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Tag Archives: sharing your talents

 

 

I was reading a post by “Musings”  which spoke of temporary architecture, and it’s recent usage.  There were individual mobile platforms for ice skaters, reminding me of miniature North American Plains Indian Teepees, and really large, recyclable venues for Olympic stadiums too.

I got to pondering a bit about the direction this new mobile architecture might be taking us on.  New materials can be light weight, easily assembled, transportable, and strong.  There has also been a new emphasis on smaller scaled living, probably due to the economic downturn that has lasted for so long.  With that in mind, take a leap of imagination with me toward a slightly different looking future:

Picture a wooded slope, previously not to thickly inhabited, but now you see glimpses through the trees of small, sometimes bright colored constructions.  Here in the flatter foreground is a ring of small personal spaces sharing a central area with a water spigot and hot water source, and each having easy access to a nearby row of privies and showers, somewhat like vacationer campgrounds.

61st St. Community Garden, Chicago

61st St. Community Garden, Chicago (Photo credit: Wikipedia)

Areas of urban blight have been transformed into guarded miniature homestead parks, occupied by individuals with a collective agreement to share responsibilities for the space while in residence there. Structures from Yurts to geodesic domes to re-purposed shipping crates occupy empty lots formerly used as dumping grounds.  Former welfare recipients and newly-released-from-state-care orphans find a place within these communities to begin their upward climb out of poverty.  These communities serve as half-way stops for both those growing into new responsibilities, and as stopping places on the way out of the working life while one still wishes to be useful.  Social security check recipients now reside here and live well, while contributing their aid and skills to the community effort.

The structures aren’t quite tents, nor are they as permanent looking as sheds, but something of a cross between the two.  Light weight composite materialbolted together and anchored into the ground with flexible steel cables attached to long pegs in the ground to keep them from blowing away in storms.  Electricity powered from a central source run into each personal space,  powering lights and small unit cooler/heater systems.  No individual structure taking up more space than what can be easily assembled and taken back down.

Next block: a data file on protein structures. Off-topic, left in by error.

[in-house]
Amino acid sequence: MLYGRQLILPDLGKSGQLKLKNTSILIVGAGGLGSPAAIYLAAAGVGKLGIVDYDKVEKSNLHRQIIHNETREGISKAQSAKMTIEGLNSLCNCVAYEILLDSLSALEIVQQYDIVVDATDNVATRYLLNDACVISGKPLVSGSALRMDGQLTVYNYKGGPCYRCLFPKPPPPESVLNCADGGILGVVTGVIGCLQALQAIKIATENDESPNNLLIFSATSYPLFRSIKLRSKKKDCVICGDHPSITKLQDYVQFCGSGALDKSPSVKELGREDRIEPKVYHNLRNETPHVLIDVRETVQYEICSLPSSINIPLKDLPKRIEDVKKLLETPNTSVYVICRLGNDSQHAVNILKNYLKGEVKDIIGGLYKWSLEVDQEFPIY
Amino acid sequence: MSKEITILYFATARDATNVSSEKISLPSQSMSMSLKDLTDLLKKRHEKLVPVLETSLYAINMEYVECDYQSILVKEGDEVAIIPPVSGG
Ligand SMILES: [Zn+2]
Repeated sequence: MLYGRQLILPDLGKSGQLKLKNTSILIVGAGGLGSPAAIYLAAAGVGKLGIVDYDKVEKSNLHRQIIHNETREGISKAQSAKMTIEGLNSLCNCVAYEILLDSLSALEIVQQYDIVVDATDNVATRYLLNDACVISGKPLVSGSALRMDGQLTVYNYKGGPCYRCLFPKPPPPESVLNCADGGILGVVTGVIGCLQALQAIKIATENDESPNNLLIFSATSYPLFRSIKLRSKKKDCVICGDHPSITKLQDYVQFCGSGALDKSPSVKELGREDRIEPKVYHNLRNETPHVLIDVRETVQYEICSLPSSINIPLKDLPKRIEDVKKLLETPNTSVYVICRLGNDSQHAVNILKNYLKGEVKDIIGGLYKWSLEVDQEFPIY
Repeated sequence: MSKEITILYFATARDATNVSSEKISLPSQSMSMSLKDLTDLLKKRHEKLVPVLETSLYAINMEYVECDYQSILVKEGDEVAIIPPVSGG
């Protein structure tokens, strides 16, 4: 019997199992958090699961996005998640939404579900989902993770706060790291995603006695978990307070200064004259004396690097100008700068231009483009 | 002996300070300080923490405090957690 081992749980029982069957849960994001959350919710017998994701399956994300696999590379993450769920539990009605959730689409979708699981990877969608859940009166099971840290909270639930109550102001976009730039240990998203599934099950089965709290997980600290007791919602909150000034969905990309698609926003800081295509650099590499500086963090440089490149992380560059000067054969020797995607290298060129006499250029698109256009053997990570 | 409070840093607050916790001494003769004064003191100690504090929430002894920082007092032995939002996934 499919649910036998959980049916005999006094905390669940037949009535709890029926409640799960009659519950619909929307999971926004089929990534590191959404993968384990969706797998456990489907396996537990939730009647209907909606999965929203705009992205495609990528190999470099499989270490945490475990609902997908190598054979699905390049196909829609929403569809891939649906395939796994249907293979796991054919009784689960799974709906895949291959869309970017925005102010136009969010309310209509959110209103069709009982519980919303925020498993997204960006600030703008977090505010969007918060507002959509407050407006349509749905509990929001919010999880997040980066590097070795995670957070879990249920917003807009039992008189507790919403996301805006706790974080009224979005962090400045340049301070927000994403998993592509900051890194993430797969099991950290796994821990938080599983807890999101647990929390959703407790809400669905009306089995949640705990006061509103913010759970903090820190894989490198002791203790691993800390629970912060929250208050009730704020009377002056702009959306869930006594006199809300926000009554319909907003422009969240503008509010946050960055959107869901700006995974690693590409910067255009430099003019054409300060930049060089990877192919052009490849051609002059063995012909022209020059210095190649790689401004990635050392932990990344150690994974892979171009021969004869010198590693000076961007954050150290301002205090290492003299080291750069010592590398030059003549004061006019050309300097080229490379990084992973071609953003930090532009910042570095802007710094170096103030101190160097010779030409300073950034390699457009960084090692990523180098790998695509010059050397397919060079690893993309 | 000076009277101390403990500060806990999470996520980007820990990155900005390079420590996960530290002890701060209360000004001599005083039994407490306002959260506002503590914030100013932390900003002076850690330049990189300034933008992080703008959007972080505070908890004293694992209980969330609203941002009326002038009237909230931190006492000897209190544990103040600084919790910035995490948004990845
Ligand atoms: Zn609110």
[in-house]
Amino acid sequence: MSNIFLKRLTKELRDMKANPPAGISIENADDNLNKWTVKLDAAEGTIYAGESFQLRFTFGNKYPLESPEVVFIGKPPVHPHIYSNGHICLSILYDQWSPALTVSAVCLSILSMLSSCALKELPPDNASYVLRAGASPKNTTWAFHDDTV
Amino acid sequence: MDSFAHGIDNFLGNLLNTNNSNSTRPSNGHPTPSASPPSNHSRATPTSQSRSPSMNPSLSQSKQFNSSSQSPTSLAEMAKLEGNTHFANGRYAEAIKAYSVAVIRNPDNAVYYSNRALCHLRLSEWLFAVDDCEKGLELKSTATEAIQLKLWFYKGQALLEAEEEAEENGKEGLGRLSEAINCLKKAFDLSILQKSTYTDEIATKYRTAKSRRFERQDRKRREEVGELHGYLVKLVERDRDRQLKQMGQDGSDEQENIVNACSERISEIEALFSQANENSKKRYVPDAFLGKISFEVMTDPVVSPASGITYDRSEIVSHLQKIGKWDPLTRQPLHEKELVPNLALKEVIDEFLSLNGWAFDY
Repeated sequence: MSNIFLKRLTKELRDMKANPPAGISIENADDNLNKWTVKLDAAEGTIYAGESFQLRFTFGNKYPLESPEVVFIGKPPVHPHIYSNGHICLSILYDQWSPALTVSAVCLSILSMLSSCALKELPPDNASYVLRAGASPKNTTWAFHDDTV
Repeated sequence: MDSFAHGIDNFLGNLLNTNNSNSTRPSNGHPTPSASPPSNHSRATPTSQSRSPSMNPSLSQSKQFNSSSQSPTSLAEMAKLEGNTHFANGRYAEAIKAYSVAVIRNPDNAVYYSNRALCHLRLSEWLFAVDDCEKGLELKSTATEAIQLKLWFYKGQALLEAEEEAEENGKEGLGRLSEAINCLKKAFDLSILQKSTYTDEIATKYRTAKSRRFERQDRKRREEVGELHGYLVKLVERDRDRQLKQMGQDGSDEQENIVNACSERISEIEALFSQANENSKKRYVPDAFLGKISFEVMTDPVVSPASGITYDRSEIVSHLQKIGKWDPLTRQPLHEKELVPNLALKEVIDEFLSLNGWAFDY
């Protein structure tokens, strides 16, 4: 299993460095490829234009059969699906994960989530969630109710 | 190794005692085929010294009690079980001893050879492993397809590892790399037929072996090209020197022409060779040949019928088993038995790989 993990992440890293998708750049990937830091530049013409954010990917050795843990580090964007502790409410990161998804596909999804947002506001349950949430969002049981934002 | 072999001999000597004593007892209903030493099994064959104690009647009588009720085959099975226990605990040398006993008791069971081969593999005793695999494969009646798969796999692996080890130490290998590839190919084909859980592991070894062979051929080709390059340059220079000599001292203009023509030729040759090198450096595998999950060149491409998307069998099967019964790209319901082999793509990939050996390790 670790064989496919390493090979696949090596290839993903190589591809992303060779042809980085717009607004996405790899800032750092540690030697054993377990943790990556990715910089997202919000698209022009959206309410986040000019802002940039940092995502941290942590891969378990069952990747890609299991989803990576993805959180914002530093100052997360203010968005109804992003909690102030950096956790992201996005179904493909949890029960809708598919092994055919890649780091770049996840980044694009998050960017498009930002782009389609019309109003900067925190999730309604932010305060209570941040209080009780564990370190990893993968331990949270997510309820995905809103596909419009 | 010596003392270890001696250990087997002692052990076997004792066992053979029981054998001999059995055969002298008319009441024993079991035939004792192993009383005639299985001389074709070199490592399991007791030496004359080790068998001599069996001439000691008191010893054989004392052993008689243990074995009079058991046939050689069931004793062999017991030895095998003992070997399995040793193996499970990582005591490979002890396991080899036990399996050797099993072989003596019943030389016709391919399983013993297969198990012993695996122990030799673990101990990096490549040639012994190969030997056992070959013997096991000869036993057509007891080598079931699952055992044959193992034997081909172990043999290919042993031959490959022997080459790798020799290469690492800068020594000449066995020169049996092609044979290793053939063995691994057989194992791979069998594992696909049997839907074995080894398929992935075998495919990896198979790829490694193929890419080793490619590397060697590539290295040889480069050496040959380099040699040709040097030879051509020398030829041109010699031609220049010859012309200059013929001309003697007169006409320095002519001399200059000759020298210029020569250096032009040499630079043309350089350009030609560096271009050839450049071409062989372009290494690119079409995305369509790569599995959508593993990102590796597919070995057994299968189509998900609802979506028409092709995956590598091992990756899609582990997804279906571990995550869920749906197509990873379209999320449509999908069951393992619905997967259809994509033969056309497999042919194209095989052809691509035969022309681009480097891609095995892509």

Portable home

 

Among the trees  of the turnpikes and within the canyons formed by empty lots between buildings, there are individual sites with similar footage, some on the ground and some built into abandoned buildings.  All of them  parts of guarded community agreements in cooperation with city and municipal governments. There are gardens, both vertical and horizontal in the available spaces, and chickens are raised in long, portable  coops which both fertilize the ground and help control pests in the community garden tended by rotating shifts of volunteers.

This is an urban oasis for the new overworked, and underpaid entry level  technicians in Any Company, America.  This is the new retirement villa’s of the recently retired.  This is the refuge for the homeless and the hopeless.  This is where the shared community garden is carefully raked into the earth and just as carefully tended to by various residents who enjoy growing their own food.  Several Converted shipping crates serve as canning kitchens and storage space for the food stuffs created and preserved here.

There are rental bike racks not far from these new urban residences; and mobile food vendors ply their trade nearby as a service to these hardy human beings.  Clothing and sundry other mobile vendors work the streets nearby to meet the constant needs of these just in time consumers.

Stacked shipping crates have been modified to easily and properly house refugees and migrant workers.  Showers and public facilities are engineered into some of the shipping crates as shared utilities and others are converted into community kitchens. Bunk beds and hammocks are strung through others as sleeping spaces, and still others are rooms for entertainment or study.

A daycare has been created from a grouping of shipping crates and a lightweight cover extending over a guarded play area.  Meals are served on tables that fold down from the inner court’s walls as complete seating and eating units.  Colorful murals by local artists depict a happy environment for growing children on the outsides of these structures, adding to the delightful ambiance of the neighborhood.

An out of service semi-trailer, painted in murals by local artists,  serves as a covered bus stop with benches lining the walls between the doors.

These communities can be located anywhere there is available space; the various occupants working in either the community itself (Guard, daycare, gardening, laundry, clean-up crew, cooking) or outside in whatever labor or industry the occupants can locate, and contributing by helping to pay for the water access and available electricity while being fed by the community for their contributions.

 

© Ellen M Story and emariaenterprises, llc 2012.

Unauthorized use and/or duplication of this material without express and written permission from this blog’s author and/or owner is strictly prohibited. Excerpts and links may be used, provided that full and clear credit is given to Ellen M Story and emariaenterprises with appropriate and specific direction to the original content.

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